Bankers were accused of \”sticking two fingers up to austerity Britain\” after it was revealed that Goldman Sachs had handed its staff a £10bn payday as new figures showed unemployment among Britain\’s young people had hit its highest level since modern records began.
Data from the Office for National Statistics showed that one in five people under 25 were out of work by the end of November last year – a total of 951,000.
Meanwhile, the Wall Street bank Goldman Sachs\’s announcement that its employees – 6,000 of whom work in the City – earned an average of $430,000 (£268,000) in pay and bonuses in 2010, prompted calls from Labour for a repeat of Alistair Darling\’s City bonus tax.
Youth unemployment: yes, we\’re in bad economic times and it will be the young and untrained, those with the lowest productivity, who get shafted.
It\’s also an entirely normal part of the economics of the minimum wage that it will be the young and the untrained, those with the lowest productivity, who will get shafted. So what we\’re seeing happening to youth unemployment is exactly what we would expect to be happening from the introduction of a minimum wage: don\’t forget, this is the first major recession since its introduction.
I wouldn\’t go so far as to say this proves the minimum wage is therefore a bad idea (although I obviously think it is) but the evidence before uas is indeed consitent with that position, that it is a bad idea.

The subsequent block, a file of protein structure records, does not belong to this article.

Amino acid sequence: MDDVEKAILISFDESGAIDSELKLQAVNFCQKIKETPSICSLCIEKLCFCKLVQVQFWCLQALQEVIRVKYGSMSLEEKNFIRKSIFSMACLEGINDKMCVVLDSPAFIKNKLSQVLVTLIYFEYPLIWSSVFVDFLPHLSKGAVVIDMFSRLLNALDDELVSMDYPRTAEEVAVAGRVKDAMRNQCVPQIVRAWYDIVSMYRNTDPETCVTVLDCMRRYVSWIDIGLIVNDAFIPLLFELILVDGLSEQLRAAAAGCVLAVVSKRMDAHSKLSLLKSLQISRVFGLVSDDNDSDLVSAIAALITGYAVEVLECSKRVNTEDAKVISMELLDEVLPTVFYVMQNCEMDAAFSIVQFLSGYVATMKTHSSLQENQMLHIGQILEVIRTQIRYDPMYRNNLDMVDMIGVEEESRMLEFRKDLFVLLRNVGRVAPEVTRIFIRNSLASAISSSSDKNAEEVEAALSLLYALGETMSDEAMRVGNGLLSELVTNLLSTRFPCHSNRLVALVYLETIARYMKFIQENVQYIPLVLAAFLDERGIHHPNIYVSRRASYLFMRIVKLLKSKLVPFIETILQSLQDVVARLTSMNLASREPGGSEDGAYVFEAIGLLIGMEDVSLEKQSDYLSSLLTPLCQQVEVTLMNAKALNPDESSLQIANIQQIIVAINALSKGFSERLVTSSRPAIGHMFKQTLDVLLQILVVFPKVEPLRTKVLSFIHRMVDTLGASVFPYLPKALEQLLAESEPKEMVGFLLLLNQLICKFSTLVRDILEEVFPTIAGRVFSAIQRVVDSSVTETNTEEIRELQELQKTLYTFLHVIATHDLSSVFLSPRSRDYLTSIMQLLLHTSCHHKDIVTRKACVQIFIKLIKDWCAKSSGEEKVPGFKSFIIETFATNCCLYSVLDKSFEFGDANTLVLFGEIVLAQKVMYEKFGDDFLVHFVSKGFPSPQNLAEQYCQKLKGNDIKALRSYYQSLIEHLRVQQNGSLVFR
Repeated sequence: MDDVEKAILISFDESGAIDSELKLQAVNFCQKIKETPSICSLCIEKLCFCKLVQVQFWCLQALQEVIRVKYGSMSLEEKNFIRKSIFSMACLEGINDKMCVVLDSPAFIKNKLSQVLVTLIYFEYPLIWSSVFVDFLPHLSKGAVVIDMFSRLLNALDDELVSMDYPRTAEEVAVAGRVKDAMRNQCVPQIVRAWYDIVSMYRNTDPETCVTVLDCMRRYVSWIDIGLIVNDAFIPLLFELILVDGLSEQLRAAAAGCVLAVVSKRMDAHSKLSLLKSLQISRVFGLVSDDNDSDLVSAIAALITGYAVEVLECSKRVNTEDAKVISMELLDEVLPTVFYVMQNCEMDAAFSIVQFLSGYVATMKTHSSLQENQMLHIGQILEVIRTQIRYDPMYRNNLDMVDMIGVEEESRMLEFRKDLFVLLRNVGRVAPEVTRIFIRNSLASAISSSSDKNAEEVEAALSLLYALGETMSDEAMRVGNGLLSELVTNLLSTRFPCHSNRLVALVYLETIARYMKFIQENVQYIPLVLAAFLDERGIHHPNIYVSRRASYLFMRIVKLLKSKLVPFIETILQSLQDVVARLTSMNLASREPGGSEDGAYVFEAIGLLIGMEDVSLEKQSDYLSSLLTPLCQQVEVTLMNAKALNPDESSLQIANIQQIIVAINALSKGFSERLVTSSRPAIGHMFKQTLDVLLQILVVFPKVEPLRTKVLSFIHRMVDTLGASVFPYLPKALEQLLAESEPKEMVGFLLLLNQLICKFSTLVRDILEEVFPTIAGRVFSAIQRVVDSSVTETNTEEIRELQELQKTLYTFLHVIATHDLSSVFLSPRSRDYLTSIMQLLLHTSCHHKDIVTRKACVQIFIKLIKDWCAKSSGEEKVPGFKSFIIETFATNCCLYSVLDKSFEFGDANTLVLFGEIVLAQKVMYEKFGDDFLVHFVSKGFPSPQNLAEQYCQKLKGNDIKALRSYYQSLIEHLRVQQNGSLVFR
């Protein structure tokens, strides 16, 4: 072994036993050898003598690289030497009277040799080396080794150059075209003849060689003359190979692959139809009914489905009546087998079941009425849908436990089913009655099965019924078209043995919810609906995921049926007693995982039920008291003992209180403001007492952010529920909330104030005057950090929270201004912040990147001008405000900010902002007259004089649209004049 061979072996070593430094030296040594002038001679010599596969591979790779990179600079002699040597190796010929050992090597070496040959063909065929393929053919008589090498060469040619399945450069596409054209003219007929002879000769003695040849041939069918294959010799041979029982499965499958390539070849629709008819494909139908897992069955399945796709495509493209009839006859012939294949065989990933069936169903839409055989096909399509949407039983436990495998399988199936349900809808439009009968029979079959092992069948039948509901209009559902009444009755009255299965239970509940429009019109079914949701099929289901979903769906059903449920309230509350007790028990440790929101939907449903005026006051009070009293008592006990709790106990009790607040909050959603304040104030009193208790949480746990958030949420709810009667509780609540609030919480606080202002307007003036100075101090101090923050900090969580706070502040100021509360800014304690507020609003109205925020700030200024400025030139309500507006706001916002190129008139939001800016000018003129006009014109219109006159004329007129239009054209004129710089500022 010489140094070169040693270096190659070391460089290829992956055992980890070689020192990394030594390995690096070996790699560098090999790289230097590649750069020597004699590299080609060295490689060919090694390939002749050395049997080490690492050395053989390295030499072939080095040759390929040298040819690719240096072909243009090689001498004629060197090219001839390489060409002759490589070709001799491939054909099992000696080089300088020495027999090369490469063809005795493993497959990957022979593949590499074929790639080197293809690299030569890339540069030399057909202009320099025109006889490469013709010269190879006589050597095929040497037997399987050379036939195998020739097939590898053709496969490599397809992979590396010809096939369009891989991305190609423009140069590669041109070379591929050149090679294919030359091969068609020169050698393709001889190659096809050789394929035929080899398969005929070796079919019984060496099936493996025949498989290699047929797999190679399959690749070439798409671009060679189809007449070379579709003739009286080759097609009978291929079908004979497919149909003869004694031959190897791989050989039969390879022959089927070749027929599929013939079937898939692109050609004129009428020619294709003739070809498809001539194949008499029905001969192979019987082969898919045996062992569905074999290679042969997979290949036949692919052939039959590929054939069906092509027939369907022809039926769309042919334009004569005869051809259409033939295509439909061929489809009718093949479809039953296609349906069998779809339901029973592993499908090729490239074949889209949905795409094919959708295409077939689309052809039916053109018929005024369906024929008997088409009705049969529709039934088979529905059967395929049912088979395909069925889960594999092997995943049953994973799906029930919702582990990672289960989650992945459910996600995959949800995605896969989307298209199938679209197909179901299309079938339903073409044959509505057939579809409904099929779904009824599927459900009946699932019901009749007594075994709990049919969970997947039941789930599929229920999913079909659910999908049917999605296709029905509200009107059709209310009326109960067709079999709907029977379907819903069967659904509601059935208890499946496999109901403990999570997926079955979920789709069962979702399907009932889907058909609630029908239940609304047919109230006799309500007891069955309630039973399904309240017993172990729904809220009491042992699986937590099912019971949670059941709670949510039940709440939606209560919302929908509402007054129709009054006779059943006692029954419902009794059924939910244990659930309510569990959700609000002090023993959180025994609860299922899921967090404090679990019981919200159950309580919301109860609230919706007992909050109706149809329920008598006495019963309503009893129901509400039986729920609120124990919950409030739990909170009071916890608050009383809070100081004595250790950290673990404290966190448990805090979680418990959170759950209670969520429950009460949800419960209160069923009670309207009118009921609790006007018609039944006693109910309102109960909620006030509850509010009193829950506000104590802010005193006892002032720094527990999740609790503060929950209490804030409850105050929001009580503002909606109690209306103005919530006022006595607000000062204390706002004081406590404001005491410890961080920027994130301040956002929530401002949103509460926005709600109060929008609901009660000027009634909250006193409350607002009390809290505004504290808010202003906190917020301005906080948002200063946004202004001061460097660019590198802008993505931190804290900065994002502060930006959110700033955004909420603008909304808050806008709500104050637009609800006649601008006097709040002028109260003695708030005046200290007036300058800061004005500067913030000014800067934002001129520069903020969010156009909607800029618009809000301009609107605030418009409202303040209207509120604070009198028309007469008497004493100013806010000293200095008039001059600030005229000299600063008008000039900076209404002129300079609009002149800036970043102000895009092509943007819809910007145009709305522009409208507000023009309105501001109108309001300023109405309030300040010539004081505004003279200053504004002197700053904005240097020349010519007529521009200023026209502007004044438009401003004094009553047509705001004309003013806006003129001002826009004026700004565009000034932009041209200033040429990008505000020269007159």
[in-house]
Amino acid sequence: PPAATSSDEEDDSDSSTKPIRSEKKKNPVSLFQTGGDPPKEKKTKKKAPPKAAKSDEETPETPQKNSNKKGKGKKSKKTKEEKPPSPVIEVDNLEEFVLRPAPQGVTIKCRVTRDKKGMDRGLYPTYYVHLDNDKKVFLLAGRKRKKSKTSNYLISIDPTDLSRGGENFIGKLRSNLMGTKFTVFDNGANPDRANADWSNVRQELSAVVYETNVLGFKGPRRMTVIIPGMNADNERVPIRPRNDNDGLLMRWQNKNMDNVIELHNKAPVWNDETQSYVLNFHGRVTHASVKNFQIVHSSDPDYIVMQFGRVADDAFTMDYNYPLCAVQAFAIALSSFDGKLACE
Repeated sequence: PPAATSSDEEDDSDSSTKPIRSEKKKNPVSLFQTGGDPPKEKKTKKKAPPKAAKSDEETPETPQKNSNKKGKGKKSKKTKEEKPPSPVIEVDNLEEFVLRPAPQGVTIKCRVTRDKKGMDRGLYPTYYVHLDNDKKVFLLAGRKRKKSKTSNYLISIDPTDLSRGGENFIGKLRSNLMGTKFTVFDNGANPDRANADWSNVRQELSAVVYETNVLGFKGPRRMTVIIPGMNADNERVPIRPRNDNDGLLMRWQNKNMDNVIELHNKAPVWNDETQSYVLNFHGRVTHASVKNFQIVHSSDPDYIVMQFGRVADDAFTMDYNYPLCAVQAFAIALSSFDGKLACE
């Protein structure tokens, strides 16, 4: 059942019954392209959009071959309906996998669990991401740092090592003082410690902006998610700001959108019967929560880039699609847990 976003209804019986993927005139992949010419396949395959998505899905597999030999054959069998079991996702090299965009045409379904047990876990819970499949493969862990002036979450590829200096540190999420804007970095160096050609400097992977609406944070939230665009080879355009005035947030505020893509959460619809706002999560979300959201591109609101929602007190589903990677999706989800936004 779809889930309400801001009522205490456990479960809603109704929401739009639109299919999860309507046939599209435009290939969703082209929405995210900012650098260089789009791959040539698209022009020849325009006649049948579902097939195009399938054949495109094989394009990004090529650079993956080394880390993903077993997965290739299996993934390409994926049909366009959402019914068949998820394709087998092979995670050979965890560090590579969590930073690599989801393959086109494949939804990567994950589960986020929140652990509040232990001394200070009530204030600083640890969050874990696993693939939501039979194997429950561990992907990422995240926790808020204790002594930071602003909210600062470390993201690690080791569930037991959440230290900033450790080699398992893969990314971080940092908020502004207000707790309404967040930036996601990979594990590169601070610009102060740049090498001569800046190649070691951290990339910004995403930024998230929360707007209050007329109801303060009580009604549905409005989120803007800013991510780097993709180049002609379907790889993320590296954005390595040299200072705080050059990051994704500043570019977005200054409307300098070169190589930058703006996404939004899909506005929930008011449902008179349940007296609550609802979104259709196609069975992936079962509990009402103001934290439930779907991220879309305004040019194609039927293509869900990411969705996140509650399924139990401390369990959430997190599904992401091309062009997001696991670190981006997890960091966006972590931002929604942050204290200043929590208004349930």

But what\’s the connection between this and bankers\’ bonuses? Are we supposed to think that if bankers weren\’t getting the dosh then lots of young people would then find jobs? How would that work?
Isn\’t it actually the other way around? Firstly there\’s the 50% take the taxman gets of that dosh. But also, as good little Keynesians, we want money to move from where there is a low propensity to spend to where there is a higher one. You know, a little bit of boosting of aggregate demand?
And given that the corporate sector is stuffed with cash at present, moving money from a corporate to the employees of it will certainly increase the likelihood that that money is spent.
So as I say, I don\’t really get it: unless it\’s all just political. Look at the poor youth, look at the gilded excesses of the usurers. And policy should be based on more than that, surely?